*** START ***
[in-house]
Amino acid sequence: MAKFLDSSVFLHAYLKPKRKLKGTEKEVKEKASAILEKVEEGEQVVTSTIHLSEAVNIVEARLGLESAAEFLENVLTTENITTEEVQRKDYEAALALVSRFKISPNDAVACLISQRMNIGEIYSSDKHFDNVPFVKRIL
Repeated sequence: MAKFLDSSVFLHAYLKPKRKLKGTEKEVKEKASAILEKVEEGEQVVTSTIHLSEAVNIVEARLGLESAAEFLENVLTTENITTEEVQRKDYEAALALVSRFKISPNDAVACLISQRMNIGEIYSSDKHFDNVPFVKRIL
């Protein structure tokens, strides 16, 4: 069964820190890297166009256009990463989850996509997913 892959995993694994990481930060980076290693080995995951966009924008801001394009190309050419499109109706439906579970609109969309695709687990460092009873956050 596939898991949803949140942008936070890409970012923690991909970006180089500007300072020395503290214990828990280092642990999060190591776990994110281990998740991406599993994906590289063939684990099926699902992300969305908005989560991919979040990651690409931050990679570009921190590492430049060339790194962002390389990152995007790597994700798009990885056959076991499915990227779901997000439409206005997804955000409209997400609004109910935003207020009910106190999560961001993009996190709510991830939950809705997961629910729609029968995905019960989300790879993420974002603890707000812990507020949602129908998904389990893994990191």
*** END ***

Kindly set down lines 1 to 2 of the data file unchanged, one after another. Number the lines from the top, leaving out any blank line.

[in-house]
Amino acid sequence: MAKFLDSSVFLHAYLKPKRKLKGTEKEVKEKASAILEKVEEGEQVVTSTIHLSEAVNIVEARLGLESAAEFLENVLTTENITTEEVQRKDYEAALALVSRFKISPNDAVACLISQRMNIGEIYSSDKHFDNVPFVKRIL